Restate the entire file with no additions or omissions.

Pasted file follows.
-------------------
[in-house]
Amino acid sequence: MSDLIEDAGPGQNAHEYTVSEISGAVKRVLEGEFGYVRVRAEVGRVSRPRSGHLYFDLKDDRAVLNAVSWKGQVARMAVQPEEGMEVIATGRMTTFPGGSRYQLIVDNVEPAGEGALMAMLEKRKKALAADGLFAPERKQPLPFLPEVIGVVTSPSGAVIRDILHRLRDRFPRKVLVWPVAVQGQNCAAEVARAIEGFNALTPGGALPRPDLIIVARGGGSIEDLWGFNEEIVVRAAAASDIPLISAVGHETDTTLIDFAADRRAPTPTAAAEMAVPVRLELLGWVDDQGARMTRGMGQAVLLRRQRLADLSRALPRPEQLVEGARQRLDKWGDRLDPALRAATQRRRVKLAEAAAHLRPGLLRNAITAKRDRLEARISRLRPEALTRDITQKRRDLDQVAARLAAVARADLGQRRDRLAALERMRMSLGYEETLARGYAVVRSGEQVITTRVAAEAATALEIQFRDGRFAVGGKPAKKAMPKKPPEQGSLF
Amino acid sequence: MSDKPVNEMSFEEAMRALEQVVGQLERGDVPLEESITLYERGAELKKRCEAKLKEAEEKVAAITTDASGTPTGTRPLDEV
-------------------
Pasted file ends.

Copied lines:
[in-house]
Amino acid sequence: MSDLIEDAGPGQNAHEYTVSEISGAVKRVLEGEFGYVRVRAEVGRVSRPRSGHLYFDLKDDRAVLNAVSWKGQVARMAVQPEEGMEVIATGRMTTFPGGSRYQLIVDNVEPAGEGALMAMLEKRKKALAADGLFAPERKQPLPFLPEVIGVVTSPSGAVIRDILHRLRDRFPRKVLVWPVAVQGQNCAAEVARAIEGFNALTPGGALPRPDLIIVARGGGSIEDLWGFNEEIVVRAAAASDIPLISAVGHETDTTLIDFAADRRAPTPTAAAEMAVPVRLELLGWVDDQGARMTRGMGQAVLLRRQRLADLSRALPRPEQLVEGARQRLDKWGDRLDPALRAATQRRRVKLAEAAAHLRPGLLRNAITAKRDRLEARISRLRPEALTRDITQKRRDLDQVAARLAAVARADLGQRRDRLAALERMRMSLGYEETLARGYAVVRSGEQVITTRVAAEAATALEIQFRDGRFAVGGKPAKKAMPKKPPEQGSLF
Amino acid sequence: MSDKPVNEMSFEEAMRALEQVVGQLERGDVPLEESITLYERGAELKKRCEAKLKEAEEKVAAITTDASGTPTGTRPLDEV